But the founders also knew that that mechanism alone was insufficient. It required elected officials to act responsibly. To treat advice and consent, for example, as an opportunity to confirm judges of the highest intellect, integrity, and independence — judges who could maintain the confidence of the American people in our courts and rule of law. And today we have fallen so short of Hamilton’s standard. Instead of insulating the courts from partisanship, we have infected the courts with partisanship.
I have not met a single Coloradan who believes that confirming judges with 51 Republicans or 51 Democrats, instead of 90 votes from both parties, serves the independence of our judiciary. It does the opposite; it makes the courts an extension of our partisanship.
This is exactly what Hamilton feared. He warned that, “liberty can have nothing to fear from the judiciary alone, but would have everything to fear from its union with either of the other departments.”
Hamilton’s warning echoes loudly in the age of President Trump — a man who has called for jailing his political opponents; deporting immigrants without due process; banning entire religious groups; bringing back torture “and a hell of a lot worse.” A man who fired the FBI director in the middle of an investigation into his campaign, and who has tried to discredit that investigation with routine falsehoods ever since.
If ever there was a time for us to stand up for our checks and balances and our rule of law, it is now, Mr. President.
Instead, with this vote, the Senate is once again acceding to the White House and undermining the Supreme Court in the process. And the result is that we are going to continue to barrel down this dangerous path.
Unless we change what we’re doing, one of two things will happen. We will replay this process every time, confirming Supreme Court justices with the barest partisan majority and tearing the country apart in the process. Or, if the Senate and the White House are not of the same party, we will never fill a Supreme Court vacancy.
That is not what the founders expected. It is certainly not what the people of Colorado expect. We are playing with fire, Mr. President. Unlike us, the founders knew their history. They knew about the fall of Athens. And that history taught them that, more than anything, the greatest threat to freedom is faction.
The founders read the Athenian historian Thucydides, who tells us about a civil war that consumed the city of Corcyra 2,400 years ago. According to Thucydides, the city descended into factionalism. Both parties spared “no means in their struggles for ascendancy … in their acts of vengeance they went to even greater lengths, not stopping at what justice or the good of the state demanded, but making the party caprice of the moment their only standard.”
As the civil war intensified, both sides struggled to end it, because “there was neither promise to be depended upon, nor oath that could command respect; but all parties rather dwelling in their calculations upon the hopelessness of a permanent state of things, were more intent upon self-defense than capable of confidence.”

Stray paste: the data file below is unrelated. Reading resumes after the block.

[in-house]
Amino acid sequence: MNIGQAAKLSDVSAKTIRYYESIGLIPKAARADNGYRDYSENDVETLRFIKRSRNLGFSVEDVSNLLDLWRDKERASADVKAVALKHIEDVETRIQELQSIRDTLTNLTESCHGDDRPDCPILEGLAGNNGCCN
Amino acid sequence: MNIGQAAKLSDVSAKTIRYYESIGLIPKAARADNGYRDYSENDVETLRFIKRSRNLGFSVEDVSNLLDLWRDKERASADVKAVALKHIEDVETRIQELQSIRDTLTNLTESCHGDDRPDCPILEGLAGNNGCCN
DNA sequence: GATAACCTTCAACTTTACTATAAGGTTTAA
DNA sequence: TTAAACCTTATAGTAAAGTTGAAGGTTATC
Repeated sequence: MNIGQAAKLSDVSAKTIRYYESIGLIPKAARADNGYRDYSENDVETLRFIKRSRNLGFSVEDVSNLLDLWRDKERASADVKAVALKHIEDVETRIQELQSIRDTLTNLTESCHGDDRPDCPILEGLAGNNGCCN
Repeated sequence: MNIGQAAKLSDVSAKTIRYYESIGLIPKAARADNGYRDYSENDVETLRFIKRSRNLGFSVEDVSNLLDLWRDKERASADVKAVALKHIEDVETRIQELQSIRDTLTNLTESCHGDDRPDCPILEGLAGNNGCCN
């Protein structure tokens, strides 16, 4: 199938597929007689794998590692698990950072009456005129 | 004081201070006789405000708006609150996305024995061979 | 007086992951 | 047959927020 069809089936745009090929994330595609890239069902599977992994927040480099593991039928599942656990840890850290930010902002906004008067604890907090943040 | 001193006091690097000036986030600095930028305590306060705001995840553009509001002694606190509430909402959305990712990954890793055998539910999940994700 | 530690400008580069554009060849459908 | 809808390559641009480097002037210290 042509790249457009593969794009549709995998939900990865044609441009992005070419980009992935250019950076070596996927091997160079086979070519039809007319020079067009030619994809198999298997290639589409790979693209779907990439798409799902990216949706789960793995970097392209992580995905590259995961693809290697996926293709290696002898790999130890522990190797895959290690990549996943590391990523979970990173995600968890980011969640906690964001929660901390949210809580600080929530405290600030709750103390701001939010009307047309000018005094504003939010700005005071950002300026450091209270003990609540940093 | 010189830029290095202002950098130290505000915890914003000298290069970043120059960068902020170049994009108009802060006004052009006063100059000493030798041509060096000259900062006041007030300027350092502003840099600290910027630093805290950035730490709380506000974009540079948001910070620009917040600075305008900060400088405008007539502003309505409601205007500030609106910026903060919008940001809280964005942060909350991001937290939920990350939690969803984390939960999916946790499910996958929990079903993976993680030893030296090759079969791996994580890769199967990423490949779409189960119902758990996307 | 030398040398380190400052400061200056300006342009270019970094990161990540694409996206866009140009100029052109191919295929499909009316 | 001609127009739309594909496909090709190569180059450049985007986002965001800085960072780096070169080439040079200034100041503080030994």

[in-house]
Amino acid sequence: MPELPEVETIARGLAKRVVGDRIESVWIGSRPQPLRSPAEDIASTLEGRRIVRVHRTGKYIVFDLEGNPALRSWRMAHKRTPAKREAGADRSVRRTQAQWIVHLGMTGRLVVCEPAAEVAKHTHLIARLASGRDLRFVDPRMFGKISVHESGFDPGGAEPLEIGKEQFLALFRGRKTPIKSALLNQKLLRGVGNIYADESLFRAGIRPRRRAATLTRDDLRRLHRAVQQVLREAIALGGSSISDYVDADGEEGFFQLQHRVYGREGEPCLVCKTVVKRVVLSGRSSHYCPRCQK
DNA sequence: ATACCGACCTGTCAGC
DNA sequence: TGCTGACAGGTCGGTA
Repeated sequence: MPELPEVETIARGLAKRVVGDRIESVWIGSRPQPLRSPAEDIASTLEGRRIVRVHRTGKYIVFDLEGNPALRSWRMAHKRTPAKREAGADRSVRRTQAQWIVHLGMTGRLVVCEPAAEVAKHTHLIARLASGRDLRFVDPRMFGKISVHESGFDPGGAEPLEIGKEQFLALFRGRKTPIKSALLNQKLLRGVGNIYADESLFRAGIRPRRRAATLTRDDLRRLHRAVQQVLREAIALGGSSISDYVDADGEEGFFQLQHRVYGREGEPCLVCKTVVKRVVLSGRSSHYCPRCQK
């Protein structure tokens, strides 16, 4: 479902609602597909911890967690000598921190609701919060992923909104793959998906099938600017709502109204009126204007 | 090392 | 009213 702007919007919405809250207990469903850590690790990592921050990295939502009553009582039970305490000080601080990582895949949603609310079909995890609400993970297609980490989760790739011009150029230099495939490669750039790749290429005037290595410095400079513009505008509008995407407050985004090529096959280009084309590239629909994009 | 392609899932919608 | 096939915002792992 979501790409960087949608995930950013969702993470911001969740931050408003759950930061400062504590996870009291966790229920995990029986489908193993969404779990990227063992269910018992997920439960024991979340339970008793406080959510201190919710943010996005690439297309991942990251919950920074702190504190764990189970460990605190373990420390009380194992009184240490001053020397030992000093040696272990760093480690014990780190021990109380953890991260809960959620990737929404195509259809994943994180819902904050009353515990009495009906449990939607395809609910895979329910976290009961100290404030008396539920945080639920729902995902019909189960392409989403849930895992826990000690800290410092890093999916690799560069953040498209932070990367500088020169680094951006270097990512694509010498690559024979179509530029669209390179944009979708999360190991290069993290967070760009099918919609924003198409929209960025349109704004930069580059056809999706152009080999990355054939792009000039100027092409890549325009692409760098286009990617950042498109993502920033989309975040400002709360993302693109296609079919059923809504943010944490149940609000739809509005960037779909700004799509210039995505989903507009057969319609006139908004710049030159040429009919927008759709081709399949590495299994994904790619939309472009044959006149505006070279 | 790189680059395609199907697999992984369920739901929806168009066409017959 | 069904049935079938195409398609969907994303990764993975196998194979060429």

How familiar that sounds today.
In our acts of vengeance, Mr. President, we have gone to greater and greater lengths. We have ignored what justice or the good of the state demands. And in doing so, we have degraded our courts as we have degraded ourselves. But this is a human enterprise, just as it has been since the founding of the United States of America. And our situation is not hopeless.
This dysfunction does not need to be a permanent state of things. We can, and we must, be capable of confidence in ourselves, and our institutions, once more.
For unlike the stories told of ancient kingdoms and empires in history, we live in a republic. And in the story of our republic, we alone are responsible for writing its ending, or its continuance for the next 100 or 200 years.
So I think every American is probably disturbed by what has happened, and they know we can create a better ending. The question they have is whether their elected representatives in Washington will do so.
We need an ending that upholds the independence of our courts. Where we return to the honorable, bipartisan tradition of the Senate. Where we build a culture that has no place for sexual assault, and that provides an opportunity for people who have been assaulted to be heard, and to be able to do it in a way that doesn’t shame them or embarrass them or makes their difficulties even worse.
And I know there are a lot of people out there, and I agree with them, that don’t see a lot of hope for that in the process that we have had here. But what I would say to them is that, tonight, there are survivors from all over our country, including from my home state of Colorado, arrayed around the Capitol. Their being there testifies to the resilience of the human spirit. And it gives us all hope that, however difficult this moment, in the United States, progress is always in our hands. It is always our responsibility. And we need to act with the kind of courage they are showing by being here.
Thank you, Mr. President. I yield the floor.
Michael Bennet is a Democrat and Colorado’s senior U.S. Senator. He was one of 48 senators who voted in opposition to Brett Kavanaugh’s nomination to the U.S. Supreme Court.